ogists, but what the Herschells, Maedler, Arago, Leverrier, Laplace, Bessel of Königsberg, an authority on comets, and Faye, discovered and taught. Aerolites, shooting stars, fire balls, meteoric stones, are given extensive treatment. Aerolites are said to be "small bodies revolving with planetary velocity, and in obedience to the law of general gravity, in conic sections round the sun." Showers of shooting stars were observed by Humboldt and his companions in Cumana, S. A., in 1799 and in 1832-33 by Professor Denison Olmstead, of New Haven, Ct. To the consideration of this phenomena men like Brandes, Benzenberg, Bessel, Arago, Eduard Biot, Poisson, the mathematician, and Berzelius, the chemist, gave much time and thought.
The first person to observe and report upon the zodiacal light, according to Humboldt, was Dominique Cassini, of Bologna. He published his views in 1668. About this time the phenomenon was observed in Persia by Chardin, the traveler. Laplace, Schubert, Poisson and Sir John Herschell regarded the phenomenon with deep interest and sought a satisfactory solution for it. From Sir John Herschell at the Cape of Good Hope came the suggestion that the milky way could be broken up into well-defined sections and that with sufficiently powerful telescopes all its nebulae could be resolved into stars. Humboldt himself directs attention to so-called "starless openings" in the milky way through which one looks out into empty space.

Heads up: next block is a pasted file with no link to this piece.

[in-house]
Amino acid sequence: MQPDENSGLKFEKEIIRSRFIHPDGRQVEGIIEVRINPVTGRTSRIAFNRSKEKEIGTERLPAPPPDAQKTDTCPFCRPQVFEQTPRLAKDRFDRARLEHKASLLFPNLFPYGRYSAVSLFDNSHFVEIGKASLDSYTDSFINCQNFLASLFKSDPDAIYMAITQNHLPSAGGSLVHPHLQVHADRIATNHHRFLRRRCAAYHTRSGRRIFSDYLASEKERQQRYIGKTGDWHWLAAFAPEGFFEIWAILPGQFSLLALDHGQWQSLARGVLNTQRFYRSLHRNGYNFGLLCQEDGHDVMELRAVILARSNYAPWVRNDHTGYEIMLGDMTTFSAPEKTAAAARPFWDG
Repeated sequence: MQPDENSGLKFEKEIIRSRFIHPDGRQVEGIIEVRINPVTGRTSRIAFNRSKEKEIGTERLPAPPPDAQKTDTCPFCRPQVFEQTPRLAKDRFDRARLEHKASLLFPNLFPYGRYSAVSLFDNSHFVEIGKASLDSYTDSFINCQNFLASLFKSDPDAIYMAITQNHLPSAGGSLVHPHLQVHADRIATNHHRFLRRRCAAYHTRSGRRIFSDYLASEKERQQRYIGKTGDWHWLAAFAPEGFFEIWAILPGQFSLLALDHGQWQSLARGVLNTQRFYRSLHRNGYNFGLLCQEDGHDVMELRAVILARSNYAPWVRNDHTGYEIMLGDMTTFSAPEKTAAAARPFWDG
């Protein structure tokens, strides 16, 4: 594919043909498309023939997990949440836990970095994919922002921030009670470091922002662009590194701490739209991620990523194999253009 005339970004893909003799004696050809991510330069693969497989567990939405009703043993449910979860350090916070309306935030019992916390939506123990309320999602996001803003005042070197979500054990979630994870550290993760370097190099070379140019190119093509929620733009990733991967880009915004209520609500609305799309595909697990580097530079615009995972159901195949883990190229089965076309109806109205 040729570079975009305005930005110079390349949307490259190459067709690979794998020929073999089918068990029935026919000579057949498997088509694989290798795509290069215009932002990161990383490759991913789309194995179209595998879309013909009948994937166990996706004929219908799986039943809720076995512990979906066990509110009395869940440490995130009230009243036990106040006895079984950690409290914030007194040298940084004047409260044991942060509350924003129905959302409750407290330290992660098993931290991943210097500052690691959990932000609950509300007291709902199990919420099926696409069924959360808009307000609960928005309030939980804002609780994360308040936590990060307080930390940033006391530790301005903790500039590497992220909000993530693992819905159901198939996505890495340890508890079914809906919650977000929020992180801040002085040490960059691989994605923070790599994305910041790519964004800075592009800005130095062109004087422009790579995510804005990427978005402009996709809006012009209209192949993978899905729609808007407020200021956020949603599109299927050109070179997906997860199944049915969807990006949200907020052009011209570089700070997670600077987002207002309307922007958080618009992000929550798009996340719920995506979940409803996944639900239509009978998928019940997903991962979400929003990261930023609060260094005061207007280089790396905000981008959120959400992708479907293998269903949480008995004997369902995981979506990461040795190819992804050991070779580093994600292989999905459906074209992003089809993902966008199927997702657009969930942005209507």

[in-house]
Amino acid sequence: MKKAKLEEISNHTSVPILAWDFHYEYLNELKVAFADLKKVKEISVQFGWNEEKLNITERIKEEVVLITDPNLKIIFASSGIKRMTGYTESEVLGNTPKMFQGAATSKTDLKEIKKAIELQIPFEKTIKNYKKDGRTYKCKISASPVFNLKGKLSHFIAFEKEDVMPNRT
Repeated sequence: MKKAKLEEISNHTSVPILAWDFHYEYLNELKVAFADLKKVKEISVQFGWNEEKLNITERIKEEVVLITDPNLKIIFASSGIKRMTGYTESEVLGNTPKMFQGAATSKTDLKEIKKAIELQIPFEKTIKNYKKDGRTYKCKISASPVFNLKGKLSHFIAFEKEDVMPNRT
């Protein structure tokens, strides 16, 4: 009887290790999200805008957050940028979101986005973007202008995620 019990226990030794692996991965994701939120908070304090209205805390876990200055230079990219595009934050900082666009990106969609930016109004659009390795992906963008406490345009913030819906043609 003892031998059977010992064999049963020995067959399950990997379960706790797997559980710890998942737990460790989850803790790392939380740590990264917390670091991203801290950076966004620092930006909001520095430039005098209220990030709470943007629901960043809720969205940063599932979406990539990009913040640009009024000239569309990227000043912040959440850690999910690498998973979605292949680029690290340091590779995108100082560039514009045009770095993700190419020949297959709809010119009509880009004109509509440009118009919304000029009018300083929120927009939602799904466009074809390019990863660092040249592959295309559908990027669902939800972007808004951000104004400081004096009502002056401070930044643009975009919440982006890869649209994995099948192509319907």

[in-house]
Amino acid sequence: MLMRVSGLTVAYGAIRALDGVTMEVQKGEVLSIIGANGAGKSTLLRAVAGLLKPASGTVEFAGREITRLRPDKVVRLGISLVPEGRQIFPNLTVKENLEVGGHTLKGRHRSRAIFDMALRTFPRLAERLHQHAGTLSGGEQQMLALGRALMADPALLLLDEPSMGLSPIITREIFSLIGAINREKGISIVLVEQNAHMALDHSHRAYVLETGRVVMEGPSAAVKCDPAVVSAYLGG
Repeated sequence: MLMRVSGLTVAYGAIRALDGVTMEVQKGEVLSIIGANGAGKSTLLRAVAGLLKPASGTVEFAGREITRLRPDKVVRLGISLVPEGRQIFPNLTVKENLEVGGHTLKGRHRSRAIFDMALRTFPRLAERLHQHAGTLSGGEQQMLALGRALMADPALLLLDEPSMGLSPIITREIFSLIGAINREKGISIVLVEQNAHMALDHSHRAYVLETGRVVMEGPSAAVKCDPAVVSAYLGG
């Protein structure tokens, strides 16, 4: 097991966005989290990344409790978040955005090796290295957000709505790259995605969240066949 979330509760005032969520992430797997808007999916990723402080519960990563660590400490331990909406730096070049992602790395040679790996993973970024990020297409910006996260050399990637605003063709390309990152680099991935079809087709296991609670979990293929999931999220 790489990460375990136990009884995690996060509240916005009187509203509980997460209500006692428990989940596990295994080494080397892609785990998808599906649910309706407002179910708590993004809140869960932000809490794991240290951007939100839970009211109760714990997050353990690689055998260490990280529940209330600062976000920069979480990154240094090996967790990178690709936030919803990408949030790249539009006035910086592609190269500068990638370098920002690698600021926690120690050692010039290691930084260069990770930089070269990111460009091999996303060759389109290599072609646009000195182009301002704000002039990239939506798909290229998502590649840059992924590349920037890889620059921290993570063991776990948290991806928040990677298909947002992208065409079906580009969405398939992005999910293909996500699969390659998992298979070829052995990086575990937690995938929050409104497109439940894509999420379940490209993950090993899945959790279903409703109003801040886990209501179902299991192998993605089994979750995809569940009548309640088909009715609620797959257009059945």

Before Humboldt died there were a large number of competent observers of terrestrial phenomena. It was taken for granted as needing no proof that the interior of the earth is liquid and of high temperature, and that this heated melted matter has acted, and continues to act, upon the surface of the earth. It was believed that the depths of the sea correspond in general with the heights of the mountains, and that our power to study the surface of the earth is limited to about the distance of 48,000 feet. The history of volcanoes, traced from the days of Plato, Aristotle, Ovid, Pliny to Daubeny, whose treatise on the subject (Paris, 1848) Humboldt accepts as the best ever written, leads him to propound opinions of his own and to compare them with suggestions made by Darwin in his account of his cruise in the ship Beagle. He places a high estimate on the value of the measurements by the pendulum of Sir Edward Sabine as a means of determining the figure of the earth. From his voyage in 1822 and 1823 much was learned about magnetism in general and terrestrial magnetism in particular. To the establishment of what were deemed by Humboldt sound theories concerning the internal heat of the earth, Fourier, Biot, Laplace and Poisson made large contributions. The mathematical calculations of Friedrich Gauss and Weber were accepted as of the first importance in the study of magnetism. The oscillations of the magnetic needle were observed and noted in different parts of the world. Humboldt himself says in a note. Vol. I., p. 187: "I regard the discovery of the law of the